Margaret Keenan, 91 became the first person in the world to take the Pfizer Covid-19 jab as part of a mass vaccination program rolled out by the United Kingdom government on December 8, 2020.
It was the first of over 10 million doses of the Pfizer/BioNTech vaccine that have been dispensed in the UK so far. England was the first country in the world to start using the Pfizer vaccine after regulators approved its use late last year.
Other vaccines that have since been approved include Moderna (US), Oxford University/AstraZeneca (UK), and Sputnik V (Russia) while others are still waiting in line.
Over 107 million doses of various Covid-19 vaccines have already been administered around the world with the US leading at 34 million doses. Israel (5.2 million) and United Arab Emirates (3.6 million) are among other countries that have rolled out elaborate vaccination programmes, starting with the most vulnerable who include the elderly and health and care staff.
However, thousands of miles away in Kenya, the country is still waiting for its first jab, expected to be administered in mid-February.
In January, Kenya announced that it has ordered 24 million doses of the AstraZeneca vaccine, giving hope to its 53 million population that it would not be long before a solution arrives.
However, as reality dawned about the high demand and the limited doses available, the country had to revise its target. Health Cabinet Secretary Mutahi Kagwe said in late January that only 1.25 million jabs will be administered in the country between February and June.
The second phase is planned to administer the vaccination of 9.7 million more Kenyans, from July 2021 to June 2022, targeting those older than 50 as well as those above 18 “with underlying health conditions,” according to the ministry.
The fact that it will take longer than earlier anticipated to vaccinate many Kenyans brings to the fore the fears expressed by SHOFCO founder and CEO Kennedy Odede, that wealthy nations are in a dangerous competition to own the vaccine, leaving developing countries behind.
This is already the case as rich nations have preordered large quantities of vaccine candidates, raising concerns over equity in distribution. It is for this reason that Odede is calling for a synchronized approach involving the government and private sector which will help in distribution once the vaccine lands in the country.
“In the US, they are saying frontline workers first, care home staff, the elderly. They have a structure but in Kenya, we don’t have any plan yet. We do not want it to be for politicians, yet health care and community workers cannot access it,” Odede said.
“The other thing about this vaccine is that, if you make it widely available, you block it from the black market which is not usually safe and happens only if the vaccine is not generally accessible. I hope the government learns from past experiences and avoids incidents of the vaccine going to private hospitals instead of going to the poor,” he added.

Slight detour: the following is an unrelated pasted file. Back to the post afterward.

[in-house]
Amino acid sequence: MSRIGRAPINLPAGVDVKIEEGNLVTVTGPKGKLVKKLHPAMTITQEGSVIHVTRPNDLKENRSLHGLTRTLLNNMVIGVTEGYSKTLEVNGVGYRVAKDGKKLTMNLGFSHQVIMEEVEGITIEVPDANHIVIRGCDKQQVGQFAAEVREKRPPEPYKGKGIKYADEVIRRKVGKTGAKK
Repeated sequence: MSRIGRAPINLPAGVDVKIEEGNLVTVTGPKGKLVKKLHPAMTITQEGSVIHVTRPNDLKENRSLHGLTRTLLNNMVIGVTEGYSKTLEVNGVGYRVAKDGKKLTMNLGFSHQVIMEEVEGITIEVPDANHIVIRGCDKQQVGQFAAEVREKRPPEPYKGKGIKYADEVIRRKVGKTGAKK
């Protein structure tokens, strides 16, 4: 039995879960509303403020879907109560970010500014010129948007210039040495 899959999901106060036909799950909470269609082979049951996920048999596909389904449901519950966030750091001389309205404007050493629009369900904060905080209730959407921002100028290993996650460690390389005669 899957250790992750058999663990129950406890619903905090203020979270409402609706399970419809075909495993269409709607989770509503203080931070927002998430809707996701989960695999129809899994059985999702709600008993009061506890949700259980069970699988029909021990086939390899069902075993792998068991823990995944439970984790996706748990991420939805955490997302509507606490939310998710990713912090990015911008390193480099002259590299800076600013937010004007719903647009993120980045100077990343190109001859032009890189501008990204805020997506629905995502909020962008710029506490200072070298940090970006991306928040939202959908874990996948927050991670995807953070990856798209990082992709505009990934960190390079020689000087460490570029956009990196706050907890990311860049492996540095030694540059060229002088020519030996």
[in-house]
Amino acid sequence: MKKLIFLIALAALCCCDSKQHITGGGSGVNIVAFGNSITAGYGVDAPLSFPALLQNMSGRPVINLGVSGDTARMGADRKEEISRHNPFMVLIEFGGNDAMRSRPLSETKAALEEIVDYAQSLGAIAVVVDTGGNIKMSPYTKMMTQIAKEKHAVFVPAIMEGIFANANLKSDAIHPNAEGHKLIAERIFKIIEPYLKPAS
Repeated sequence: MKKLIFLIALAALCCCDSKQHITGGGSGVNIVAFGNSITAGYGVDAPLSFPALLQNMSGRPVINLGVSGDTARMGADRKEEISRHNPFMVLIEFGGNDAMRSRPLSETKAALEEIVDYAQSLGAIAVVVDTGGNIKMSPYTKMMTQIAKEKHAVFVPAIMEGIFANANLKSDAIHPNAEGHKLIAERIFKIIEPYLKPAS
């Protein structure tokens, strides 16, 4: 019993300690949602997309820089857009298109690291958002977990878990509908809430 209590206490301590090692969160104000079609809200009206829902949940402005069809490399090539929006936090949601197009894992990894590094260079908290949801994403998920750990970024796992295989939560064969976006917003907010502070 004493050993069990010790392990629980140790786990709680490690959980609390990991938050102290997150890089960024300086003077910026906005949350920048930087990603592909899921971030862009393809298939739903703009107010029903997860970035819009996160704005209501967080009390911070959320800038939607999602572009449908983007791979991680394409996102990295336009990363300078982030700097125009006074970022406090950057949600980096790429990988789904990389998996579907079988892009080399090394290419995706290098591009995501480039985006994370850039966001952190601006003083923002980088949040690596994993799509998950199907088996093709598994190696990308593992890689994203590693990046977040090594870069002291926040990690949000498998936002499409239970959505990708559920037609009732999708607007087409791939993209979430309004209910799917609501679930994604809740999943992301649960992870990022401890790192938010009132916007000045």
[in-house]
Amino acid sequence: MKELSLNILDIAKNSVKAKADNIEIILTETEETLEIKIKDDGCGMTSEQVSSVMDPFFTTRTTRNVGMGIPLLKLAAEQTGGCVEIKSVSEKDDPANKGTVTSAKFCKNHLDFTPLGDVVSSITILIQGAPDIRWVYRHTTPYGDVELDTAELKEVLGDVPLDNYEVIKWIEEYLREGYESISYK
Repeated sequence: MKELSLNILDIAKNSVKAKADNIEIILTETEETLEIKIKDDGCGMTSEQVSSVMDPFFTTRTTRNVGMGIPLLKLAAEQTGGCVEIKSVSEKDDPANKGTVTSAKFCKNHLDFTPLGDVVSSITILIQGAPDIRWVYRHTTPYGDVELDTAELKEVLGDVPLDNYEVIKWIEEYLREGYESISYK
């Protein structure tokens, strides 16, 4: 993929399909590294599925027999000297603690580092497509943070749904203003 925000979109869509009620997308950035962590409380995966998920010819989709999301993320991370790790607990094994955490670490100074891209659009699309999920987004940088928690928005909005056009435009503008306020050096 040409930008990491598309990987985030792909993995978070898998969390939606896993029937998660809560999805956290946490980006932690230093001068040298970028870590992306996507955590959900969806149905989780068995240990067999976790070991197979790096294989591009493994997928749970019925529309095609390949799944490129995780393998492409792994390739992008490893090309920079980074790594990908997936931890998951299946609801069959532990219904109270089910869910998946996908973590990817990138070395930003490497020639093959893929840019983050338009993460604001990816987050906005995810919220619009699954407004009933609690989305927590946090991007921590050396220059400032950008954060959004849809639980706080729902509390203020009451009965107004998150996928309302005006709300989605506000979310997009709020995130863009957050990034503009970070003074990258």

In Odede’s assessment, a proper plan that puts health workers, the elderly, and the most vulnerable in front of the queue will be the best approach. He points to the fact that in Nairobi alone, over 60 percent of the population lives in slums adding to the unique challenges they face such as; difficulties in acquiring masks and sanitizers, social distancing in areas where most live in a 10-by-10 house with up to five family members while sharing a toilet with 50 households nearby.
It is for these reasons he claims these residents of informal settlements need to be first in line. Besides, there is the cost aspect of the vaccine which has not been addressed, and if it comes to that, this population will still be disadvantaged.
With SHOFCO having a presence in over 20 slums in Kenya plus a massive network and trust, they will be the perfect partner for the government when it comes to distributing the Covid-19 vaccine in these areas.
“For me, this requires door-to-door distribution and this is where SHOFCO comes in as the last mile delivery partner. If the government comes in a rush, we will go away, but if they come with a plan, we will work together,” said Odede.
He added; “The SHOFCO Urban Network (SUN) works closely with these communities. We have leadership in every slum and know each other well. We worked with the community at the height of the Covid-19 period and have a database of over 600,000 households so we have the system in place. Our trained community health workers can help deliver this vaccine through a partnership with the government.”
Indeed, SHOFCO did more than the government could manage during the dark days of Covid-19, distributing relief food, cash, masks, soap, and sanitizers as well as installing hundreds of handwashing stations that reached over 2.5 million people. SHOFCO also enjoys the confidence of the population, who prefer any help going their way to be distributed by SHOFCO staff and not local administrators such as chiefs whom they accuse of corruption, nepotism, and discrimination.
“Government has to be careful when coming to slums. Things like Huduma Number will not work here because so many people did not bother with it. There are gaps and they cannot rely on that data alone. There are no house numbers here so how are you going to manage distribution? Our SUN staff can work with the government and go door-to-door since they know these community members. They will mark each household after vaccination and this is how we will fight this issue together,” said Odede.
By relying on SHOFCO, the government will deal with the issue in record time while Odede, in one small way, will have helped this community that is so dear to his heart.